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Church of the Resurrection                                

99 Mount Pleasant Ave. Pointe-Clare QC  H9R 2T7

Tel 514-697-1910  fax & kitchen line 697-1709  email office@cotres.ca

Priest-in-Charge: The Ven. Ralph Leavitt

Music Director: Rafael de Castro

Parish Secretary: Marlene Micklethwaite

People's Warden: Nancy Hamilton

Deputy People's Warden: Laura Hall

Rector's Warden: Darlene Scott

Deputy Rector's Warden: Gladys Randle

Treasurer: Simon Hartropp

The Church of the Resurrection is a faithful Christian community located in the heart of the Valois neighbourhood in Pointe-Claire Quebec.

We are a member of the Anglican Diocese of Montreal and are proud to welcome you to worship with us at any of our weekly services. Recognizing that we have different backgrounds, traditions and preferences, we offer a variety of worship styles from the very traditional to the more experimental. That being said, as Christ is the center of our shared life so is the Eucharist the central liturgical act of each of our Sunday worship services.

You are also welcome to participate in any and all of our more social and community events such as our front yard BBQs, garage sales, bazaars, and our soup kitchen. For more information, please call the office at 514-697-1910 or email at office@cotres.ca

 What to Expect at the Church of the Resurrection

We extend a warm welcome to you to worship with us, and offer these notes as a brief introduction to the Anglican Church and its ways.  For those who have never been in our church here is a breakdown of what to expect when you come to a Sunday Service here at Church of the Resurrection

When you come in to your right is a cloak room where you can leave your outerwear. Please remove all valuables from your pockets. Then you walk forward into the church and a greeter will say good morning and pass you a bulletin (some might even ask if this is your first visit.) You may sit where you wish on the left hand side or the right hand side. The only exceptions are the two pews directly to the left of the organ since that is where the choir sits.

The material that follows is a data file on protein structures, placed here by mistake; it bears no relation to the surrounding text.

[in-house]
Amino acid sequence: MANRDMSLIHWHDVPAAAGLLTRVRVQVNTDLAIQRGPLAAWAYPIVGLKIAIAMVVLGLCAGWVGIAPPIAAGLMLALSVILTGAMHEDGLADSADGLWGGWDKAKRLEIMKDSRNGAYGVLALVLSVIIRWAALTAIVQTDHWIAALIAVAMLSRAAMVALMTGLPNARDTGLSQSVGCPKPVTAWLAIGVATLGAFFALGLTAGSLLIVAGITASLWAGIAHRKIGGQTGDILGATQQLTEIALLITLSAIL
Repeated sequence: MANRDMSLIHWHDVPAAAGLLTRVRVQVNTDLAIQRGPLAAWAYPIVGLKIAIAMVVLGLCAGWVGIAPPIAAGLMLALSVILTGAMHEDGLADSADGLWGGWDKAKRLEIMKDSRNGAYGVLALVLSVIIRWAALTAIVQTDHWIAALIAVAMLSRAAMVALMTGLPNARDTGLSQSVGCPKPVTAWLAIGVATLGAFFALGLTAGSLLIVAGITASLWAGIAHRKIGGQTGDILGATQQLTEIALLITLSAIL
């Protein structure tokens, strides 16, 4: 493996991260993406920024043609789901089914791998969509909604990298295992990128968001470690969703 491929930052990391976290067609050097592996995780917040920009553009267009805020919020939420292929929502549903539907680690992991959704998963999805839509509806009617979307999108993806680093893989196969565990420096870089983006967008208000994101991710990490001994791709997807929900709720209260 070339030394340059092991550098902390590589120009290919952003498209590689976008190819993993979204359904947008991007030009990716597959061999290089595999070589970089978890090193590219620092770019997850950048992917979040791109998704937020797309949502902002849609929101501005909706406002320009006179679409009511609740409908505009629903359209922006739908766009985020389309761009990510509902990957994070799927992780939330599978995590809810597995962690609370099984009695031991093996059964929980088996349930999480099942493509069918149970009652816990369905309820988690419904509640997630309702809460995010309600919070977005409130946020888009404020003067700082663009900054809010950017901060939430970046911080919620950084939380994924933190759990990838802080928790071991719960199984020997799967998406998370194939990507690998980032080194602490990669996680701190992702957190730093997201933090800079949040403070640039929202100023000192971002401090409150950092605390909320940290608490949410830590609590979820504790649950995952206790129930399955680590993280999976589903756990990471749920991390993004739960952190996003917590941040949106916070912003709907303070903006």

There is a little talking and greeting in the pews before the service begins. 

The service will begin with the processional hymn all stand after the 1st part of the music ends and the singing starts. You can look at others in the congregation for clues as to when to stand. The servers, choir, and the clergy walk up to the front of the church. We then all sit when greeting from clergy.

Have children?

Children are welcomed and encouraged to sit with you either in the pews or is the children's area set-up to the right of the main altar. There are books, paper and crayons, and stuffed animals so that they can sit and listen and play quietly. 

Ask one of the greeters as you come in – they can point this area out.

Our Place of Worship

As you enter our church, your eye is drawn to the altar, and to the cross. You are drawn to God whose house the church is. On the altar there are candles to remind us that Christ is the Light of the World. Often there are flowers, to beautify God's house and to recall the resurrection of Jesus.

On the left side at the front of the church, there is a pulpit where sometimes the sermon is preached. On the opposite side is a lectern from where the Scriptures are read.

The Act of Worship

You will find the "Book of Alternative Services" (green book) in the pews. It allows us to fully participate and follow the worship service. The appropriate page numbers can be found in the bulletin. The larger print is the actual service and the smaller print gives directions to priests and people who conduct the service. Or, if you prefer, you can follow along on the overheads which will have all the parts where you will be asked to participate. You will also find the hymn book in the pews. It is a blue book called “Common Praise”. The words will be displayed on the overhead but if you would like to have the music you can use the books. The numbers are printed on the bulletin and are on the overhead.

You may wonder when to stand or kneel. Practices vary -- even among individual Anglicans. The general rule is to stand and sing hymns. We stand, too, to say our affirmation of faith, the Nicene Creed; and for the reading of the Gospel in the Holy Eucharist. Psalms may be sung or said, sitting or standing. At our church we generally sit and read the psalm together followed by the psalm prayer. We sit during readings from the Old Testament, the New Testament Letters, and the sermon. We stand or kneel for prayers to show our gratefulness to God for accepting us as children or as an act of humility before God.

The Regular Services

Our principal service is the Holy Eucharist (Holy Communion). It is celebrated without music at 8am on Sunday morning and with music at 10am. On Wednesdays, a small group of us say Morning Prayer together and have a Bible Study.